Teacher under fire over unapproved middle school lesson on N-word

oh lort

EAG: ROCKWALL, Texas – A Texas middle school teacher was placed on administrative leave after she gave students an unapproved lesson on the N-word that some found offensive.

Utley Middle School seventh-grade social studies teacher Rebecca Cook recently handed out a 1997 article from the Chicago Reader to her students titled “The N-Word and How to Use It” in hopes of sparking a classroom discussion, CBS DFW reports.  more

10 Comments on Teacher under fire over unapproved middle school lesson on N-word

  1. Since Barry took office it has become a far more commonly used word. Adroit application of the word’s usage has been both challenging and rewarding. Each day provides another set of multiple opportunities with which to express one’s self in a most pressure relieving manner. Thank the BLM movement for rejuvenating the word further.

  2. As with everything in life, context is everything. If the discussion was framed properly, I don’t see a problem with discussing how a word can be representative of how diversity affects everything in America, especially language and how the Left can appropriate it resulting in rules which allow one race to use a word with impunity while punishing everyone else. Simply ignoring a word because it makes people uncomfortable is how political correctness continues to flourish in our society unchecked. When I was in high school our social studies teacher initiated a discussion about gun control and how he was for it. He wanted to hear arguments from the students refuting his views. As this was in Eastern Oregon in 1980 in a ranching/logging community, he was nearly (trigger word warning) lynched when the parents heard about his views. At the hastily scheduled school board meeting the teacher said that the views he expressed in class were not necessarily his own, but only affected to spark classroom discussion. He was not disciplined officially, but I don’t recall him ever initiating that particular discussion in school ever again either. A student who was a year or two ahead of me then is now the sheriff of the county, you may have heard of him: https://www.bing.com/news/search?q=Sheriff+Glenn+Palmer+Grant+County+Oregon&qpvt=sheriff+glenn+palmer+grant+county+oregon&FORM=EWRE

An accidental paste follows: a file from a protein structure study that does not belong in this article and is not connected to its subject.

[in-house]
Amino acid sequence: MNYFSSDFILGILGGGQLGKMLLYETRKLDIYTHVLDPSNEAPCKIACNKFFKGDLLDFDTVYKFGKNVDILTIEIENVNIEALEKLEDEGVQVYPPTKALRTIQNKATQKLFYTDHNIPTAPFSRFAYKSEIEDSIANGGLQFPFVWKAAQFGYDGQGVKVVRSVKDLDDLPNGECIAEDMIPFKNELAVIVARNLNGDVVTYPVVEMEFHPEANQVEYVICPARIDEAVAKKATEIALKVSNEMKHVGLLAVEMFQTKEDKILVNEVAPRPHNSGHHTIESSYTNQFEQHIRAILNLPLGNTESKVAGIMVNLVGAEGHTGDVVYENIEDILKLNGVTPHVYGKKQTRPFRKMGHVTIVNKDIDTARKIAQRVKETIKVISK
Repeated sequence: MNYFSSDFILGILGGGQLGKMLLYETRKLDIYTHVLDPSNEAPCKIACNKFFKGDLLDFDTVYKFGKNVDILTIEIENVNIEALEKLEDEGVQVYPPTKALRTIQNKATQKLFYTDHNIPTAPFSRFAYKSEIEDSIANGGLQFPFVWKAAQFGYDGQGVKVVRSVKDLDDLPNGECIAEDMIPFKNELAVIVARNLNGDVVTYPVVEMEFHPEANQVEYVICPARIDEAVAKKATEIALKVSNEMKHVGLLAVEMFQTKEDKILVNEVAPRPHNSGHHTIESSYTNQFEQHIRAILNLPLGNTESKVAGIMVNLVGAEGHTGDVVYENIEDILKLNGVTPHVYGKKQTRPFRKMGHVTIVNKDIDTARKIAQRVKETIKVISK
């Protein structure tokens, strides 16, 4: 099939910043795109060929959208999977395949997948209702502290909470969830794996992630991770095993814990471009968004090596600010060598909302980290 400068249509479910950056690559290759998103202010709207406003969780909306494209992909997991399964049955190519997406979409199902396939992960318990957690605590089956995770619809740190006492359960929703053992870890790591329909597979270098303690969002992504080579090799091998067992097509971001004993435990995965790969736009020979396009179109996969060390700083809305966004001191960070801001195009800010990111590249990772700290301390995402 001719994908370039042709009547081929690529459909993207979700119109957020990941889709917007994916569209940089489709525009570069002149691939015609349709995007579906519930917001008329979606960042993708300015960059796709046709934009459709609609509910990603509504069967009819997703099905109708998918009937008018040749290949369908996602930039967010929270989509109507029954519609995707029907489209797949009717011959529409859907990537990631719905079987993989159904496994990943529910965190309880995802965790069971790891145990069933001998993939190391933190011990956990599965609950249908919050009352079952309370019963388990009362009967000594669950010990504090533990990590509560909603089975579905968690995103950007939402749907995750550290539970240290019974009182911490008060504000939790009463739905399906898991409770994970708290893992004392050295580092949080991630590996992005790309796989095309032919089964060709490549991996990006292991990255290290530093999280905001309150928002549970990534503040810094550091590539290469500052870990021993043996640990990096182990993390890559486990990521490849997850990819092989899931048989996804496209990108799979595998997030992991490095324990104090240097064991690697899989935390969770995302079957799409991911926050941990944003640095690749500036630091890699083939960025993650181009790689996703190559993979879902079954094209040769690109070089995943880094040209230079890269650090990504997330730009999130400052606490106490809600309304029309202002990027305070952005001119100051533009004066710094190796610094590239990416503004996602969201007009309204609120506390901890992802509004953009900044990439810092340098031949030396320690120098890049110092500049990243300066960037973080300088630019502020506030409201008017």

3. I think I like this phraseology better:

    As a protected word for a protected class, the “N” Word serves as the perfect symbol for a nation divided by diversity!

  4. “Therefore he whacked the old nigger mercilessly, while a big crowd of his people watched him, thunderstruck, till some man – I was told the chief’s son – in desperation at hearing the old chap yell, made a tentative jab with a spear at the white man – and of course it went quite easy between the shoulder blades.”

    (“Heart of Darkness,” Conrad)

    izlamo delenda est …

  5. well having grown up before political correctness came about cowing manhood in mainstream society, I personally have never had a problem using the word nigger, chink, spic, whop, pollock, kike, jap, fag, pervert, idiot, ass.

    but then I don’t get invited to many parties either.

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